2

I am trying to calculate how many days there are between different dates. Like the topic says, I'm getting a negative value. I guess I could just take the absolute value, but the fact that it returns a negative value, makes me doubt if the calculations are correct. Below is my code:

DateTime previousDay = new DateTime(1998, 6, 31, new GregorianCalender());
DateTime nextDay = new DateTime(1998, 6, 3, new GregorianCalender());

TimeSpan differenceInDays = (nextDay - previousDay); 
double xAxisValue = differenceInDays.TotalDays;

Ofcourse 3-31 gives -28, but since we want it to show days between, it makes no sense that it doesn't return a positive value. Am I doing something wrong?

I also tried this approach:

(a - b).TotalDays

where a and b are of type Datime

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  • 2
    Just do a Math.Abs on the number and move on with your life ;-) – Adam Houldsworth Sep 26 '13 at 12:37
  • Seriously? Just take the Abs() and everything will be fine. – Keith Payne Sep 26 '13 at 12:38
  • Or make sure next day is later than previous day ;) – Kaf Sep 26 '13 at 12:38
  • What is your altitude when the calculation happens? – Keith Payne Sep 26 '13 at 12:42
  • .TotalDays is returning the expected result. You are expecting it to return the difference in days, hence the differenceInDays variable name, but that's just not what it calculates. – Henrique Miranda Sep 26 '13 at 12:49
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I guess I could just take the absolute value, but the fact that it returns a negative value, makes me doubt if the calculations are correct.

Why? nextDay is earlier than previousDay, so of course subtracting previousDay will give a negative result.

You're effectively asking "How many days do I need to add to previousDay in order to get to nextDay? The answer is -28.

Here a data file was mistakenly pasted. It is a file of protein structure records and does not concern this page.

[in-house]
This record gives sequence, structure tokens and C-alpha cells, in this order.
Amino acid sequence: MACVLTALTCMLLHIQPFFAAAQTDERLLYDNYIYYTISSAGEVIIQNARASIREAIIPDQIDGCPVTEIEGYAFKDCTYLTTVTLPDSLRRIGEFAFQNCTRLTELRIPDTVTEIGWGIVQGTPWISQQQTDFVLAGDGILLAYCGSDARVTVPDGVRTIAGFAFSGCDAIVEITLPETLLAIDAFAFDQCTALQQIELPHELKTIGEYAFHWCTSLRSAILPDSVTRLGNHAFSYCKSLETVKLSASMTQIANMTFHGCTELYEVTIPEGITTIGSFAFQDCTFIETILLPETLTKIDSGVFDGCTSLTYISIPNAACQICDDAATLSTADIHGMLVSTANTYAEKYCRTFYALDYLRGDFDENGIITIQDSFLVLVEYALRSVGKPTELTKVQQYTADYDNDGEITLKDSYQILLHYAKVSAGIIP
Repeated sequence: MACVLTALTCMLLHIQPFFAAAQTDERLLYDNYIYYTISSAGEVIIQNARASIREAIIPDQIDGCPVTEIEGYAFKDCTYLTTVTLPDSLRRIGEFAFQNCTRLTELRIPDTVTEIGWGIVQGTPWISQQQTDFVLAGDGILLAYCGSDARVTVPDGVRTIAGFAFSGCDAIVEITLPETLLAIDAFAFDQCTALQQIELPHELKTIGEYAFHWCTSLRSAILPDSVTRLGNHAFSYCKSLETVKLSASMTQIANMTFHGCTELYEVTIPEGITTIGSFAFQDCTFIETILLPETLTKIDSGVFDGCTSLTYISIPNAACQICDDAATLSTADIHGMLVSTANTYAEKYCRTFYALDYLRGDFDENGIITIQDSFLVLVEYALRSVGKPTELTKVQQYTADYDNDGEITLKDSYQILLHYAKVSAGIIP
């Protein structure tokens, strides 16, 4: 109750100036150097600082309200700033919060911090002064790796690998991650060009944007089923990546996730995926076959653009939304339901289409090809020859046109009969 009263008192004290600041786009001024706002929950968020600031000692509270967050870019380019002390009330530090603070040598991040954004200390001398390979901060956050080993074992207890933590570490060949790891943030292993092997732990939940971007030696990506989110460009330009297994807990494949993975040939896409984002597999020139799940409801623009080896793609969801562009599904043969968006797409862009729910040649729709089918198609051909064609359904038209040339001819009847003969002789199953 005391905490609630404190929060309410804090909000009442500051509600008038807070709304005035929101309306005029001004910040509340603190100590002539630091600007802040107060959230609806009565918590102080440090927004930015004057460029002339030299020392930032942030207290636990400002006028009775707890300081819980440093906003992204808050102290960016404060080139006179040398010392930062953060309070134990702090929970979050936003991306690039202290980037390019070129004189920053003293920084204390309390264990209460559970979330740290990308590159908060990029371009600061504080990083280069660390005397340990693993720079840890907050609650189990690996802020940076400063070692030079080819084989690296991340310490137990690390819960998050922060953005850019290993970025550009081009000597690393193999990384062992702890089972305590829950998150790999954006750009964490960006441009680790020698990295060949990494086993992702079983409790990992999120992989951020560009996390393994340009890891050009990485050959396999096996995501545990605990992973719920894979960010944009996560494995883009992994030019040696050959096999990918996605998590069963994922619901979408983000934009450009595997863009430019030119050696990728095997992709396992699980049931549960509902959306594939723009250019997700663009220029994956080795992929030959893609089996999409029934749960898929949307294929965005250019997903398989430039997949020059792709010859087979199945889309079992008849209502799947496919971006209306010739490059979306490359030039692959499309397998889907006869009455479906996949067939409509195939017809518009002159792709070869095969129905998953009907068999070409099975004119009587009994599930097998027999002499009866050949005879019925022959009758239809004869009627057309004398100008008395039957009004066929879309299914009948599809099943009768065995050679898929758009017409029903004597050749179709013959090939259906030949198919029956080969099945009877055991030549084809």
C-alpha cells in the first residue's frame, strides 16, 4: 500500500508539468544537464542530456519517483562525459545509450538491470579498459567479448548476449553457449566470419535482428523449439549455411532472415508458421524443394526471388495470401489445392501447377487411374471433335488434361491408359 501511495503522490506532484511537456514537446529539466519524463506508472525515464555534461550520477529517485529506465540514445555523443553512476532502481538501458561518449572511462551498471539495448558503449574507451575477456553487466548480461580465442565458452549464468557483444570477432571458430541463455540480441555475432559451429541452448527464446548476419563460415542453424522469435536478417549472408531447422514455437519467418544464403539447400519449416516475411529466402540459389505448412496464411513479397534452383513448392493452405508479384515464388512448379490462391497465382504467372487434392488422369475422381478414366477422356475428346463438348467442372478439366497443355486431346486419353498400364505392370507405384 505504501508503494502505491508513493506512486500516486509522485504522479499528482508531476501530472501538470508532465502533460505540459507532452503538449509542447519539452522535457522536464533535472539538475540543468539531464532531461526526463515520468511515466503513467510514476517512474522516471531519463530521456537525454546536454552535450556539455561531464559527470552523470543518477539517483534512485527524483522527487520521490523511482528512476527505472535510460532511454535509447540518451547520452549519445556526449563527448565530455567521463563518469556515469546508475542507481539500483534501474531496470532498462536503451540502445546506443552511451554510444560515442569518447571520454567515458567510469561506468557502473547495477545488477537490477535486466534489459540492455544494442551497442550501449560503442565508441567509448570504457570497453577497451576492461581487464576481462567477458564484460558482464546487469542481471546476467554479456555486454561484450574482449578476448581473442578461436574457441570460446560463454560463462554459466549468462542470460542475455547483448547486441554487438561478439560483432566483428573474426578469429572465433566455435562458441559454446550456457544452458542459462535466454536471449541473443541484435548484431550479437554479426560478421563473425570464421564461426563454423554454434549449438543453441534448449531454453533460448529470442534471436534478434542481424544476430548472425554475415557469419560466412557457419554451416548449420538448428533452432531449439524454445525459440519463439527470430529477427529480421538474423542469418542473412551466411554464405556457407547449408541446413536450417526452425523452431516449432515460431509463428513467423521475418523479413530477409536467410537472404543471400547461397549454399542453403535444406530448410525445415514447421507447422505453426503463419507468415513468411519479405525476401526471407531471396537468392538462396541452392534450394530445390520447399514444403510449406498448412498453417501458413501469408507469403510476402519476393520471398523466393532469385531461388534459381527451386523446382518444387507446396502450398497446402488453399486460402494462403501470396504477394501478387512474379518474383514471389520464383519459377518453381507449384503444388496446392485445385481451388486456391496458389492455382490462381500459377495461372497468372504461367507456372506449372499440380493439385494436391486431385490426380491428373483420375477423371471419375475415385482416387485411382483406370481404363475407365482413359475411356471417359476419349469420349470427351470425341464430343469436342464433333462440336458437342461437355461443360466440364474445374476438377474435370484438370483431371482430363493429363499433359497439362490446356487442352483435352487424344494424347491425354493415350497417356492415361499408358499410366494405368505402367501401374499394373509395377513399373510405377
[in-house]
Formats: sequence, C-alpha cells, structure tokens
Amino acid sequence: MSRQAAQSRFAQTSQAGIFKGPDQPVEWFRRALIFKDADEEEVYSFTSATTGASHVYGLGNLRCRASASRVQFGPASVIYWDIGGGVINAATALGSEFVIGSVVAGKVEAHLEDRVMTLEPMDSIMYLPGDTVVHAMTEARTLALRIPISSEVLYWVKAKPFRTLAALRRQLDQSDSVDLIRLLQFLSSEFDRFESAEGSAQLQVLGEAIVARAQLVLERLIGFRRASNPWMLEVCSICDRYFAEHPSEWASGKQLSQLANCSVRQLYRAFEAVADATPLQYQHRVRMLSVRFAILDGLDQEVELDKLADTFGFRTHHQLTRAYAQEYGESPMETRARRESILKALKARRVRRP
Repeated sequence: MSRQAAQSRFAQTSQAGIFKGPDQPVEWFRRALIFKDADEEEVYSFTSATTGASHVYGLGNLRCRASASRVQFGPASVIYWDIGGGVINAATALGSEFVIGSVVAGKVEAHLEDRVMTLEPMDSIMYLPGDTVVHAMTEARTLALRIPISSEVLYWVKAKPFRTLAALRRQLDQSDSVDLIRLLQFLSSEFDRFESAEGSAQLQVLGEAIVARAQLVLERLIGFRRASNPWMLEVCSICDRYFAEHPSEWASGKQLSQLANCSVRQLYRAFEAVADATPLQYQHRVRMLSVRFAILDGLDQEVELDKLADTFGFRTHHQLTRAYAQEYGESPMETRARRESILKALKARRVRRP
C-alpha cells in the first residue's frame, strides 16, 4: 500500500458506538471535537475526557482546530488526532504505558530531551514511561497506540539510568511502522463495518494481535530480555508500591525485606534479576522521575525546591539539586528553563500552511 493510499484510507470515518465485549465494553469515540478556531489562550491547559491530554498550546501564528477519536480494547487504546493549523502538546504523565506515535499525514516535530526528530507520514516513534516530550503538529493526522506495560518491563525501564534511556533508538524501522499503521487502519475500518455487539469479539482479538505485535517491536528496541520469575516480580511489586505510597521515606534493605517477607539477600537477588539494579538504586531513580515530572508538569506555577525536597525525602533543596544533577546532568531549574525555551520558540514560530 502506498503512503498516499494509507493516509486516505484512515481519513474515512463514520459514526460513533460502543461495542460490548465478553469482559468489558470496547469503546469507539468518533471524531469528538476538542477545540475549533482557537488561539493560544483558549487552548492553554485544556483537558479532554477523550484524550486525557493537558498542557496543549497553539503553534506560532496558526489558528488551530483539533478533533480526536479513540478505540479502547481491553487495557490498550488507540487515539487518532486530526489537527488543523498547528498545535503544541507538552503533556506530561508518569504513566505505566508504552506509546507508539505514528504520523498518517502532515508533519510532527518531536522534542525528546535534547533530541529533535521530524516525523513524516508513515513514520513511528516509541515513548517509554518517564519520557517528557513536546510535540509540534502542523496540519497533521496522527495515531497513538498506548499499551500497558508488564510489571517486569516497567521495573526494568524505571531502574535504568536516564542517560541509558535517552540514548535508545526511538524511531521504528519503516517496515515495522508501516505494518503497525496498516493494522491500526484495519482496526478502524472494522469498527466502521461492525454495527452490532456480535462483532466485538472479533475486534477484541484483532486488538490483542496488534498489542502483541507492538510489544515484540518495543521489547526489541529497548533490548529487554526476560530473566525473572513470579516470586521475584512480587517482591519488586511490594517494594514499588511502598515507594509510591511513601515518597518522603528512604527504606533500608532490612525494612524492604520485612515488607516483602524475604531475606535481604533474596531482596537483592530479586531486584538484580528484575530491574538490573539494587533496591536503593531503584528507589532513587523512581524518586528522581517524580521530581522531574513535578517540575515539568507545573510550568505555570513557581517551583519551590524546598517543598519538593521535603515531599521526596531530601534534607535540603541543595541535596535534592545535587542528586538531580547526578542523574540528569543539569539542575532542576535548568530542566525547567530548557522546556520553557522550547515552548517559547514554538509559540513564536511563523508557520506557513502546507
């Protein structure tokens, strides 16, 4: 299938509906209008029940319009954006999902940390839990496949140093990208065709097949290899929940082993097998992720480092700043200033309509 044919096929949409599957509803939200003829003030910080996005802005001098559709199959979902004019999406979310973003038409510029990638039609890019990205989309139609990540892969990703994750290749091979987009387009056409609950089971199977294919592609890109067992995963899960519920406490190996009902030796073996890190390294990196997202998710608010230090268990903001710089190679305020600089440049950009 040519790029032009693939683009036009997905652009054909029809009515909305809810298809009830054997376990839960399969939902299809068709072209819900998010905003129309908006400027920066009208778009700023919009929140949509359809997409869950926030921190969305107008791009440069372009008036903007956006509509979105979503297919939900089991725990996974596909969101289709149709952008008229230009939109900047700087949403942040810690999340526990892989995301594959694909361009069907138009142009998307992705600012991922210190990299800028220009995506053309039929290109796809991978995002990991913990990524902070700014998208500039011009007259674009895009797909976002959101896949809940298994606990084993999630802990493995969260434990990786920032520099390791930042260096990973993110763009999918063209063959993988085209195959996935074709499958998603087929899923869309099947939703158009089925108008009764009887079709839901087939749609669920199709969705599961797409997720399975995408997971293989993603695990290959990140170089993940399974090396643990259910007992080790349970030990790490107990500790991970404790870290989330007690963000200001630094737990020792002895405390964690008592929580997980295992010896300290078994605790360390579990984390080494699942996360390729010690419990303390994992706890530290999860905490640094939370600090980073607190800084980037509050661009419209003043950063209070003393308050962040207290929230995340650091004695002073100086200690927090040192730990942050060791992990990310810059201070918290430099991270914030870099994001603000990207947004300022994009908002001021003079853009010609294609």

What does concern me is the names here - I'd expect a nextDay value to always be later than a previousDay value - so either the way you're finding those values is incorrect, or you need to change the names to make the meaning clearer. Presumably they're not "next" and "previous" in respect to the same context.

6

This is expected behavior.

You should use the TimeSpan.Duration() method.

It returns a new TimeSpan object whose value is the absolute value of the current TimeSpan object.

http://msdn.microsoft.com/en-us/library/system.timespan.duration.aspx

4

I think this is because of there is no '1998-06-31' date in the calendar.

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  • Well in fact it probably DOES exist in his calendar becuase he doesn't say anything about any exceptions. – Maciej Jureczko Sep 26 '13 at 12:50
  • +1 for your catch, but even if the date is 1998-06-30, the difference would be -27 days. Negative. – Habib Sep 26 '13 at 12:50
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Ofcourse 3-31 gives -28, but since we want it to show days between, it makes no sense that it doesn't return a positive value. Am I doing something wrong?

I think that you don't know which date is greater before hand.And your naming is just confusing.

You can first check which date is greater and then subtract the Lesser from the greater

TimeSpan differenceInDays;
double xAxisValue;
if(nextDay > previousDay )
{
    differenceInDays = (nextDay - previousDay); 
}
else
{
    differenceInDays = (previousDay - nextDay); 
}
xAxisValue = differenceInDays.TotalDays;

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